Precision sells: On its importance in stories, business copy, and other writing (with Henneke Duistermaat)

A few months ago, a colleague of mine commented that she preferred to read copy that was “less detailed” than mine, because less focus and concentration were involved. “Shortness sells,” she quipped, half jokingly, rewriting the age-old writer’s adage that “specificity sells.”

But that moment stayed with me, since most writers are neurotic about the effectiveness of their writing and because it is not specificity per se (or brevity) but precision that should win the day.

To answer my colleague, I’d say that yes, brevity can be useful, but unless we’re talking about aphorisms and taglines or other hard-core, digital marketing, brevity won’t sell.

One of my favourite copywriters, Henneke Duistermaat, recently blogged on why longer-form copywriting is useful—the form in which I have specialized for the past 10 years (e.g. writing blog postings, articles, media releases, case studies, website copy, etc.).

Length, when written well, can be more precise, vivid and, in her words, “full of zest” than its shorter counterpart. “Even if your text becomes longer,” Henneke writes, “precision captivates readers.”

Business-to-Business copywriting (B2B) is a good example of this, as it is often longer than its Business-to-Consumer (B2C) counterpart. The former features more detailed content and research.

The non-writerly colleague I mentioned at the outset of this post disputes the need for detail in business writing. I certainly strive to avoid long, rambling, boring writing. But I disagree that detail means doldrums. Writing should not aim to be brief, but sufficiently long to express its insights and engage its audience. As Henneke comments: “Brevity can suck the spirit out of your writing. Writing that’s too brief is soulless. It lacks the power to engage and inspire.”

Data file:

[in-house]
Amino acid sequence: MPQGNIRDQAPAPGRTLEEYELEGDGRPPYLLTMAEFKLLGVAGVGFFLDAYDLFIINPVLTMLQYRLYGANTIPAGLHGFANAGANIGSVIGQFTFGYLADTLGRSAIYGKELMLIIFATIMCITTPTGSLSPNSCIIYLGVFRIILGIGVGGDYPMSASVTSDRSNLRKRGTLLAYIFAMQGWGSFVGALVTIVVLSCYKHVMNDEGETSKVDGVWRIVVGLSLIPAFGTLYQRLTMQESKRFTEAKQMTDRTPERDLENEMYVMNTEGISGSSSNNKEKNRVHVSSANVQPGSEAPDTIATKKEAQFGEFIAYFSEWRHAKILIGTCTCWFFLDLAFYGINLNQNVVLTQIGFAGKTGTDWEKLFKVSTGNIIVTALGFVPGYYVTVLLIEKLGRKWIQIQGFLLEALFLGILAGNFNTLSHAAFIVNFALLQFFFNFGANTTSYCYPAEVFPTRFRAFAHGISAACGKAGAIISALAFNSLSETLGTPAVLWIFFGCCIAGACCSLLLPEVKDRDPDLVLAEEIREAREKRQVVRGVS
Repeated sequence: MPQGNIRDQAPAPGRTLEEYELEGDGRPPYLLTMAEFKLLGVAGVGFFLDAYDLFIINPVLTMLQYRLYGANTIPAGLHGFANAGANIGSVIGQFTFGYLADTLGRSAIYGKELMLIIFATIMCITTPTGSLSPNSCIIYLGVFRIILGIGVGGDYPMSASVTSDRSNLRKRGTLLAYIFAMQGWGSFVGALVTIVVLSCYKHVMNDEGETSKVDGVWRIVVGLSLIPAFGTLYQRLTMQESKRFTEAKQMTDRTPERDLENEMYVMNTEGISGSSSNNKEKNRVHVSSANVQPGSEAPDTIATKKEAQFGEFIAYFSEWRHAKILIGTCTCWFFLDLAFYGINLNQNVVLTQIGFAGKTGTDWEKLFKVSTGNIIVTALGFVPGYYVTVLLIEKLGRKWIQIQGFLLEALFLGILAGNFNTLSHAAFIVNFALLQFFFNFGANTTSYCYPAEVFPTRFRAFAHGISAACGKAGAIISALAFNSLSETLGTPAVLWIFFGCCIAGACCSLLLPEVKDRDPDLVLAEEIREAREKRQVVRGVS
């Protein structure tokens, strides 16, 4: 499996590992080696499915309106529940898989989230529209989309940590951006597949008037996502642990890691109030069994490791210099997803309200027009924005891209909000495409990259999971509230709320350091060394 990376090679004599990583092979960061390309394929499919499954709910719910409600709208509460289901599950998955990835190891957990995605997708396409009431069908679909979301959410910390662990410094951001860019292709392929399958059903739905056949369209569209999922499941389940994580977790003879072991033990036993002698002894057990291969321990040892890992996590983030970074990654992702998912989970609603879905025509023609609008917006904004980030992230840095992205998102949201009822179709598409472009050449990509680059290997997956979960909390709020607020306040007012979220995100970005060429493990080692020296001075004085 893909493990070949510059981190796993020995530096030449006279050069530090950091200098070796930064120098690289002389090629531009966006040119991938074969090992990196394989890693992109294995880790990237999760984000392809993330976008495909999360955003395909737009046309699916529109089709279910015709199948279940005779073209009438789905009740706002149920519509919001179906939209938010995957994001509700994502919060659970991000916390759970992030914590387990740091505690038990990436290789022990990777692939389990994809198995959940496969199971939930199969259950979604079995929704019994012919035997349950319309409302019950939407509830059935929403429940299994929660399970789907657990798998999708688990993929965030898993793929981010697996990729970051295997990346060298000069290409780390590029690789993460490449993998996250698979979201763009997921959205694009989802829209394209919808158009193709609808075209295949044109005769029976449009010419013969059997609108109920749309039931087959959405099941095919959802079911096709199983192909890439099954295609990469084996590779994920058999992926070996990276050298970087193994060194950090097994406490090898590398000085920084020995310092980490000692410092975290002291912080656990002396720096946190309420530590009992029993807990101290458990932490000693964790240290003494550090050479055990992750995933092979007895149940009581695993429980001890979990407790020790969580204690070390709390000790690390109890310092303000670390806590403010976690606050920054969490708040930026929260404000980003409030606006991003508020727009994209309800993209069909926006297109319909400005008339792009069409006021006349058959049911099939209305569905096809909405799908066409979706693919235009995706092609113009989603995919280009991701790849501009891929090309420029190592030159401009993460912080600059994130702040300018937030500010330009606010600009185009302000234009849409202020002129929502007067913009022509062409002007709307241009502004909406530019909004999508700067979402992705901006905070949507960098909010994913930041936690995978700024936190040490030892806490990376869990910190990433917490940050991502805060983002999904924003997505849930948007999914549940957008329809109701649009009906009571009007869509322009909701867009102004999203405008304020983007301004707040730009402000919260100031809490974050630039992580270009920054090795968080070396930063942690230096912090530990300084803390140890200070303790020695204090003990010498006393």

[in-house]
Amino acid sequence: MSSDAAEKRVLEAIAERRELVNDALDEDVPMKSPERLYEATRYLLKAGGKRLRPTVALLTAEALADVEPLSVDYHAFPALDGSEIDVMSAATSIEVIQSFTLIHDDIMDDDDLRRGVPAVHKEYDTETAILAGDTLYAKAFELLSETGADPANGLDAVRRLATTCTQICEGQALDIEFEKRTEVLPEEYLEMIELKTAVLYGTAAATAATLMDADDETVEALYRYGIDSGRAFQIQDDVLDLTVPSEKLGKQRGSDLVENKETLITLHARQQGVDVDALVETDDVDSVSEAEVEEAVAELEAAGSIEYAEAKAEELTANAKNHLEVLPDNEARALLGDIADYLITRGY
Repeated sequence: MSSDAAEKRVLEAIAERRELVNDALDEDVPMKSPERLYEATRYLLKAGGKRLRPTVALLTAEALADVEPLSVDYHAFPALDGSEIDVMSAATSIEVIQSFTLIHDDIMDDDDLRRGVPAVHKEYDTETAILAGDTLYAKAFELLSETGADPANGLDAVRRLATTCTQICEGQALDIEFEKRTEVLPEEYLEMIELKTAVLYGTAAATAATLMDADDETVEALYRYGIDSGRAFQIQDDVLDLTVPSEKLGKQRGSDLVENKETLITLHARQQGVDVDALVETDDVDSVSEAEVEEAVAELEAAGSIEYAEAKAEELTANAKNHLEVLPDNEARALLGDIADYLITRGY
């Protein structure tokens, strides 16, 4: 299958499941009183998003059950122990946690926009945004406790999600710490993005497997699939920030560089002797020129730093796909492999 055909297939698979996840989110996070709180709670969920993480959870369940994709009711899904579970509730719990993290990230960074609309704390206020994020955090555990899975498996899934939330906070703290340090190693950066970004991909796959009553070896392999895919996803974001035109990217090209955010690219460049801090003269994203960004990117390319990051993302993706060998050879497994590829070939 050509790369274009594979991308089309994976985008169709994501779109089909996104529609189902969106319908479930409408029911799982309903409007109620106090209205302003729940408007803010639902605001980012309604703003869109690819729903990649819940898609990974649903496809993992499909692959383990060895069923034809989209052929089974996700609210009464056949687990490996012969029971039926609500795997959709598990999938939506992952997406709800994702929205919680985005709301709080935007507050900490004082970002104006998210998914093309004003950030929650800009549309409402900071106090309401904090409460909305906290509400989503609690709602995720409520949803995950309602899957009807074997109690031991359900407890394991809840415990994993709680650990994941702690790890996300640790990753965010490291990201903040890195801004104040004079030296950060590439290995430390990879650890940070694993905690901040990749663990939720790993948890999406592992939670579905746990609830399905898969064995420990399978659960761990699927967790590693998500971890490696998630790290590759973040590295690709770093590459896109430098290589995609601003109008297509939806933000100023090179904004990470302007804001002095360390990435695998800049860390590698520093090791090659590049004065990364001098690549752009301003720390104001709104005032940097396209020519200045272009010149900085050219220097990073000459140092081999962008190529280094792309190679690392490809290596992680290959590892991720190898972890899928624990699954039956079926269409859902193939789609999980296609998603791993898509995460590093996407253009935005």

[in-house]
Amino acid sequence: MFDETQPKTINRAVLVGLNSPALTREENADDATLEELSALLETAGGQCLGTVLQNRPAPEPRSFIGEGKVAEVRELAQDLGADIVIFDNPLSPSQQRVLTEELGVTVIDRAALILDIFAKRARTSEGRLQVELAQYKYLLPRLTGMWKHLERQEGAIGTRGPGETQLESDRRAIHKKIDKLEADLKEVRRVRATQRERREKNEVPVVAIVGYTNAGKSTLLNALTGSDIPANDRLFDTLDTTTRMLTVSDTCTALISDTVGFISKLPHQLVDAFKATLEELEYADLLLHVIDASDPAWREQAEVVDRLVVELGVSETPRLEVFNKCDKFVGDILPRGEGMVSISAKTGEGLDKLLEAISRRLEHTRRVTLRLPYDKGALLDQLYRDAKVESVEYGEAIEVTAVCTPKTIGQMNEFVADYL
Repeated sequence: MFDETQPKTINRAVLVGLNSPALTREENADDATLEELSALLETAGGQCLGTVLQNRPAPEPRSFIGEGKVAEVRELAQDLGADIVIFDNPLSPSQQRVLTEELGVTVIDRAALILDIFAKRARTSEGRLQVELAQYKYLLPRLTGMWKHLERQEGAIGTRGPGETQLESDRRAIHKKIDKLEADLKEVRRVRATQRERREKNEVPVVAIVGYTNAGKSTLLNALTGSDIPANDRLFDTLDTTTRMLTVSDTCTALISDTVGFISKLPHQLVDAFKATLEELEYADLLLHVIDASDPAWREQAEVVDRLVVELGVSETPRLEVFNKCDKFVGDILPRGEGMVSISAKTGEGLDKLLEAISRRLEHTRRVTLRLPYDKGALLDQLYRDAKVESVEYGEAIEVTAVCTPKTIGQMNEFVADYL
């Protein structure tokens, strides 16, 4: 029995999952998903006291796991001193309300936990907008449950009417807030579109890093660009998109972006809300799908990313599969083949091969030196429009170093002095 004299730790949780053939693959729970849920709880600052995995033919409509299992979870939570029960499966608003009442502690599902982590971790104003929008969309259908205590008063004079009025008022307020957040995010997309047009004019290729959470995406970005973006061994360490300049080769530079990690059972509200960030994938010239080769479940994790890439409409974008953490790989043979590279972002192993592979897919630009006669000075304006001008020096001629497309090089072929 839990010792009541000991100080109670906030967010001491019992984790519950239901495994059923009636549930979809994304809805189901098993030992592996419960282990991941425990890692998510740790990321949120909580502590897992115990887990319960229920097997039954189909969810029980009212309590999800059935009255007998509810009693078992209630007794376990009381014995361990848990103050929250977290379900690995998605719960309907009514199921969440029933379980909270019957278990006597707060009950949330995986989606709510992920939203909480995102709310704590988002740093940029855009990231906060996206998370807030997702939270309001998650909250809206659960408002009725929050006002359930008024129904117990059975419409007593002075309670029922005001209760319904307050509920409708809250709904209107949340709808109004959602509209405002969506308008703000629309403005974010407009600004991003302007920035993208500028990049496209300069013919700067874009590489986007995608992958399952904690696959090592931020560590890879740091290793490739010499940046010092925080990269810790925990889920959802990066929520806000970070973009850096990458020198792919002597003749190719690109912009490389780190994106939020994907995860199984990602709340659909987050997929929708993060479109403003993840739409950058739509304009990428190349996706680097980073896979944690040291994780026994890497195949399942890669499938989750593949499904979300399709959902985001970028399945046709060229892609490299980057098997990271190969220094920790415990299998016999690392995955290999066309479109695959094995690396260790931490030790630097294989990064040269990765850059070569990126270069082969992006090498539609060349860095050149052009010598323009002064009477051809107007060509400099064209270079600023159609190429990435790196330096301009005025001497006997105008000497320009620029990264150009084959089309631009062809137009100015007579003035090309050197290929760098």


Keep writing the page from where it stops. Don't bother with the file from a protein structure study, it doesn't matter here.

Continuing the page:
In a recent blog posting on her website, Duistermaat shows what short copy can lose, when she cites a seven-word, newspaper description of American Arthur Ashe’s serve in tennis:

“Arthur Ashe started the match on serve.”

By contrast, she cites a 165-word depiction of that same serve, written by Pulitzer prize-winning journalist, John McPhee:

Arthur Ashe, his feet apart, his knees slightly bent, lifts a tennis ball into the air. The toss is high and forward. If the ball were allowed to drop, it would, in Ashe’s words, “make a parabola and drop to the grass three feet in front of the baseline.” He has practiced tossing a tennis ball just so thousands of times. But he is going to hit this one.

His feet draw together. His body straightens and tilts forward far beyond the point of balance. He is falling. The force of gravity and a muscular momentum from legs to arm compound as he whips his racquet up and over the ball.

He weighs a hundred and fifty-five pounds; he is six feet tall, and right-handed. His build is barely full enough not to be describable as frail, but his coordination is so extraordinary that the ball comes off his racquet at furious speed. With a step forward that stops his fall, he moves to follow.

The precision of McPhee’s depiction of how Ashe serves, the statistical detail it includes of Ashe’s size, the reference to his previous practice and so on, all elicit readers’ interest and pull us into the story. As Henneke says, “When you read McPhee’s description, you feel like you’re on court watching the match unfold.”

Precision (rather than unwieldy length) is also better at eliciting the reader’s emotion. The detail of the above sample is persuasive and intensifies its drama.

And through these qualities, the writing also makes the writer (i.e. McPhee) more credible. We sense that McPhee is an expert about tennis and understands the significance of the performance he’s describing.

Now not all writing can provide such detail. Henneke observes that writing must cycle between an “ebb and flow,” or else it will risk being long-winded. But the alternative to that is not (or not only) brevity.

But when length coincides with precision and all of its ensuing power, we all (as writers) become more likely to serve a winner.

And now it’s your turn. Do you agree that precision can make longer-form copy more powerful than its shorter counterpart? Please include your samples! I’d be delighted to hear from you